Presentation on theme: "15-01 Road to Civil War 1820-1861 Slavery and the West."— Presentation transcript:
15-01 Road to Civil War 1820-1861 Slavery and the West
The Missouri Compromise A growing number of Northerners wanted to stop slavery. Southerners, even those who did not like slavery, were against interference in the South's affairs.
These differences between the North and the South grew into sectionalism, or an exaggerated loyalty to a particular region of the country.
Henry Clay, the Great Compromiser, got the Senate to pass The Missouri Compromise in 1820. It admitted Missouri as a slave state, Maine as a free state, and banned slavery in the Louisiana Territory north of 36°30'N latitude.
Conflicting Views Just after the Mexican War began, Representative David Wilmot proposed that slavery should be prohibited in any lands that the U.S. might get from Mexico. The Wilmot Proviso made Southerners furious.
California When California applied for statehood, its statehood became mixed up with other issues in Congress.
Abolitionists wanted to ban slavery in Washington D.C.. Southerners wanted a law requiring that runaway slaves be returned to their masters.
The greatest concern was still over the balance of power in the Senate. As tension grew, some Southerners began talking about seceding from, or leaving, the United States. SLAVEFREE
The Compromise of 1850 In January 1850, Henry Clay came up with a five-part plan to settle the issues that divided Congress.
Admit California as a free state Allow slavery in New Mexico and Utah Territories New Mexico gets the land claimed by both Texas and New Mexico Ban slave trade, but not slavery, in Washington D.C. (District of Columbia) Make stronger fugitive slave laws
They finally agreed to compromise. Senator Stephen Douglas suggested they vote on each issue separately, Congress finally passed a series of five separate bills.
These laws, known as the Compromise of 1850, contained the five main parts of Clay's original plan. The president thought the problems between the north and the south were finally settled. He was wrong.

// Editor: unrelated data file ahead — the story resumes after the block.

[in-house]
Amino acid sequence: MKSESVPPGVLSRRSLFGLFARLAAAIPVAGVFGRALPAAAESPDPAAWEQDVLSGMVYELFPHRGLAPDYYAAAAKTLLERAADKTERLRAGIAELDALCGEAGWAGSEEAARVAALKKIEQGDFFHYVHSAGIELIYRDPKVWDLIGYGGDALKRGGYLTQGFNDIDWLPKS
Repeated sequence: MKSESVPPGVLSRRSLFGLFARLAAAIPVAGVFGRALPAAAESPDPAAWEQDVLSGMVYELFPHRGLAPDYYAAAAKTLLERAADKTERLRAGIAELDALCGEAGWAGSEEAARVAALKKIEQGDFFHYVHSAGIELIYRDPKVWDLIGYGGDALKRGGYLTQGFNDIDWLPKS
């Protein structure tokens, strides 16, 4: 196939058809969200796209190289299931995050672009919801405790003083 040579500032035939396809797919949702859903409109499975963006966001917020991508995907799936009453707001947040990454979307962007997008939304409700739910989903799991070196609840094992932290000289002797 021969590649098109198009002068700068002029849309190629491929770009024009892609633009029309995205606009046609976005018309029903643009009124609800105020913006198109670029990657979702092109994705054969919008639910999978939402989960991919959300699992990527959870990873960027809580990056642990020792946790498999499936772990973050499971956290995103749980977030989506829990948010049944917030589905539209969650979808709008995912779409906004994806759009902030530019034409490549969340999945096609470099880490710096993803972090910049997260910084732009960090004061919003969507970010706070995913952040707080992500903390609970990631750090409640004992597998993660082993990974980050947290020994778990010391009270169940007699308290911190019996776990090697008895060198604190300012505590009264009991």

The Fugitive Slave Act The Fugitive Slave Act of 1850 required all citizens to help catch runaway slaves.
Some slaveholders captured runaways who had lived in the North for years and forced free African Americans into slavery. The law convinced more northerners that that slavery was evil and they would not help enforce the law.
Harriet Beecher Stowe Stowe called the Fugitive Slave Act a “nightmare abomination.” Her most famous novel was about the evils of slavery. Uncle Tom’s Cabin was published in 1852. Best Seller! 300,000 copies sold the 1 st year Had a huge impact on public feelings against slavery.
Uncle Tom’s Cabin When Pres. Lincoln met Harriet Beecher Stowe during the Civil War, he said, “so, you’re the woman who wrote the book that started this great war.”
The Kansas-Nebraska Act In 1854, Senator Stephen Douglas proposed canceling the Missouri Compromise and letting the settlers in the Kansas and Nebraska territories vote on whether to allow slavery. He called this Popular Sovereignty
Many Northerners disagreed with the Kansas-Nebraska Act because it would allow slavery into areas that had been free for more than 30 years. Many Northerners became convinced that compromise with the South was no longer possible.
Conflict in Kansas Right after the Kansas-Nebraska Act was passed, both proslavery and antislavery groups sent supporters into Kansas.
When elections took place in Kansas only about 1,500 voters lived there, but more than 6,000 people voted. Thousands of proslavery supporters had come from Missouri to vote in the election. By January 1856, there were two governments Kansas, one for and one against slavery.
"Bleeding Kansas" In May 1856, 800 slavery supporters attacked the town of Lawrence, the antislavery capital. Antislavery forces retaliated.
When John Brown heard of the attack on Lawrence, he led four of his sons and two other men along Pottawatomie Creek, where they killed five slavery supporters.
Newspapers began referring to this as "Bleeding Kansas". The bloodshed continued for about six months until the governor finally brought in federal troops.
Violence in Congress The violence in Kansas spilled over into Congress. Abolitionist senator Charles Sumner lashed out at proslavery forces in Kansas. He also criticized proslavery senators.
A distant cousin of one of the men he insulted, walked into the Senate chamber and beat Sumner over the head with a cane. Sumner’s injuries were so bad that it took him three years to recuperate.
The incident and the fighting in "Bleeding Kansas" showed the rising level of hostility between North and South. Many referred to this as the “Civil war in Kansas”-A civil war is a conflict between citizens of the same country.